My Latest: Trans and Christian in Nashville
I talked with Roberto Ché Espinoza, transqueer Christian scholar and activist, about living in Nashville, and trying to follow Jesus, right now.
As promised, I’m back with something very different—and every bit as urgent and essential to our common humanity as the latest IPCC report.
Last Tuesday, the day after the horrific mass shooting at the Covenant School in Nashville, I was already scheduled to interview Dr. Roberto Ché Espinoza — a Nashville-based transqueer Christian scholar and activist — for a longer Nation feature I’m writing on Christianity and politics. After we talked, I felt an overwhelming need to share his words with the world as soon as possible, and quickly sent excerpts to my editor, Don Guttenplan, who immediately saw their importance. (And many thanks to Jack Mirkinson at The Nation for shepherding the interview to publication on short notice.)
Roberto has what some of us call a “prophetic voice.” I don’t expect everyone to relate to his theology or his politics—I have friends and family who may find it difficult to read—but I'm certain that his liberationist, compassionate, and yes, Jesus-centered message is needed in this moment. As Roberto said to me,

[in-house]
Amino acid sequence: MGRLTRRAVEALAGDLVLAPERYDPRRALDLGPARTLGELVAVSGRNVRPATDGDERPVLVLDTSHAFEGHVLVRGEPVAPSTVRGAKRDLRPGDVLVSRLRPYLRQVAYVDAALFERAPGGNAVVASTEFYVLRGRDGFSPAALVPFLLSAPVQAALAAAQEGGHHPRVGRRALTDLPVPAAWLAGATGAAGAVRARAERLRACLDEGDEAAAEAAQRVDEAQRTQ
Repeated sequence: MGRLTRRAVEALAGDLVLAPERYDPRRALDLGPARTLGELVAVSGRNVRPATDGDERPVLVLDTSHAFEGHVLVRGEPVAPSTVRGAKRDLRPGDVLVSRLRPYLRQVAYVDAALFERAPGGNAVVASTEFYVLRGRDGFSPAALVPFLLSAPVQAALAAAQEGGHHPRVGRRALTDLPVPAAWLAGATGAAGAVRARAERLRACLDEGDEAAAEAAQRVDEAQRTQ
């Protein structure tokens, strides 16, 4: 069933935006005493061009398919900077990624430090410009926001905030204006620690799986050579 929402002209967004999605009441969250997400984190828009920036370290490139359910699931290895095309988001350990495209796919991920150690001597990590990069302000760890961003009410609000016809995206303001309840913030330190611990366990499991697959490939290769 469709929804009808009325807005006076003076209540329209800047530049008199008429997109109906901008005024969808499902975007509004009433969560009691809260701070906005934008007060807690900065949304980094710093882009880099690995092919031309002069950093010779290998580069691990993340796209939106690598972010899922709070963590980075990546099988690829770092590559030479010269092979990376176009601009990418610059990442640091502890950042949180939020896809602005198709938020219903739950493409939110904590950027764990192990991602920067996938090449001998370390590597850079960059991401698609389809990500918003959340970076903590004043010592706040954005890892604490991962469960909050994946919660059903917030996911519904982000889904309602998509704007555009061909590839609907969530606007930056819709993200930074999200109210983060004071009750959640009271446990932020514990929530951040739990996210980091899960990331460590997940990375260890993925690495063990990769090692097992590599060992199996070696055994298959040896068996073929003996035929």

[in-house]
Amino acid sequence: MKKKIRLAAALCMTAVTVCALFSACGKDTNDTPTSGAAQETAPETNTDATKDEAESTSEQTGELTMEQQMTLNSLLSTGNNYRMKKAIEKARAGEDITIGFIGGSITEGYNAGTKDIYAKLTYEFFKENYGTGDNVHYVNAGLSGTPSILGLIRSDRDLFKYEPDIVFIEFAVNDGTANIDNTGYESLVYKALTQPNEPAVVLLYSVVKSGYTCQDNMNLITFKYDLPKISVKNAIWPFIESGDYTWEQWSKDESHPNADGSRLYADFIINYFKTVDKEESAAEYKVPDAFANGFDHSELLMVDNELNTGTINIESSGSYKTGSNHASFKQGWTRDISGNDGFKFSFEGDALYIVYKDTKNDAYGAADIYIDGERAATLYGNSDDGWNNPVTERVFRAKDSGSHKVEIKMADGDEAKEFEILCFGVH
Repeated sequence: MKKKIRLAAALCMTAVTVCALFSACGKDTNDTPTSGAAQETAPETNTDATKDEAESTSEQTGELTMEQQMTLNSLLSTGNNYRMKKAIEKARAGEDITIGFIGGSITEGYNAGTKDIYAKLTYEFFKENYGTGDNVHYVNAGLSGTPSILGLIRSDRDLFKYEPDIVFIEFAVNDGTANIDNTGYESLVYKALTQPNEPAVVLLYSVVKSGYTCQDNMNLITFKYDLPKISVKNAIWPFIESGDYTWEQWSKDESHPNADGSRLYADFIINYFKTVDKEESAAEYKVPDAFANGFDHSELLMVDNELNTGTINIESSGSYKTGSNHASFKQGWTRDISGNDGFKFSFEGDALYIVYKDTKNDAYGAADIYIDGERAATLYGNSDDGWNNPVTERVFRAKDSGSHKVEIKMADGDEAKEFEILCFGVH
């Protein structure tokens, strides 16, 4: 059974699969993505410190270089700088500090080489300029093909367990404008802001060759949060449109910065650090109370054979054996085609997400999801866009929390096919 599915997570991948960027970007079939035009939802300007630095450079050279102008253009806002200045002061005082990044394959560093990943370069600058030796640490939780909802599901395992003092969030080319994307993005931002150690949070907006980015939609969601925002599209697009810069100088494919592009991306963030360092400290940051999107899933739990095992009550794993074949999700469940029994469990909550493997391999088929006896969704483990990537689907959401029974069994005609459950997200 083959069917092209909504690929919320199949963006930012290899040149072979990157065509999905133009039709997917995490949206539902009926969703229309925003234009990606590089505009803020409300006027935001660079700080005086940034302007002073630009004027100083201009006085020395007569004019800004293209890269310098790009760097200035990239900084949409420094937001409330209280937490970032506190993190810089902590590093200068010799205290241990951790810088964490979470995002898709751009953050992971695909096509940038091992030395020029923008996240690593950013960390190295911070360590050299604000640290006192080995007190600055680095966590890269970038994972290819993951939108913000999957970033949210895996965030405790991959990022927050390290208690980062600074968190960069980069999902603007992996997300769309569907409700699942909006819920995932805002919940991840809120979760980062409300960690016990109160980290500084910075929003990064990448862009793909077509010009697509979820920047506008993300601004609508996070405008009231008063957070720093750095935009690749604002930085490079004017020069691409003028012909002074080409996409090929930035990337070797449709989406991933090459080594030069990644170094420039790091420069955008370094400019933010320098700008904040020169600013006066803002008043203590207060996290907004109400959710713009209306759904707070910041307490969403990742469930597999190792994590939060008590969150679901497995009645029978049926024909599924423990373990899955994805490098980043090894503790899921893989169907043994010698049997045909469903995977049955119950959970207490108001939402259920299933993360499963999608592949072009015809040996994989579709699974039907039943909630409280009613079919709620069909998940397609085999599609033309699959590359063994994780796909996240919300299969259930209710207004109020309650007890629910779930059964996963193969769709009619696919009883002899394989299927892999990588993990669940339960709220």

we are radically interconnected with those who oppose us. We are a body. It’s not just me, it’s not just you, but we collectively are a body. We are an ecosystem. And right now there is a disease in the ecosystem, and it’s manifesting as violence toward those who are different.
I hope you’ll read the rest of the interview at TheNation.com.
And if you feel inclined, I hope you’ll consider donating to support a mobile food bank organized by Roberto and the Activist Theology Project to help members of the trans community in Nashville who are scared to leave their homes and are sheltering in place.
Thanks for reading.
"Darkness cannot drive out darkness, only light can do that."
-Rev. Dr. Martin Luther King Jr.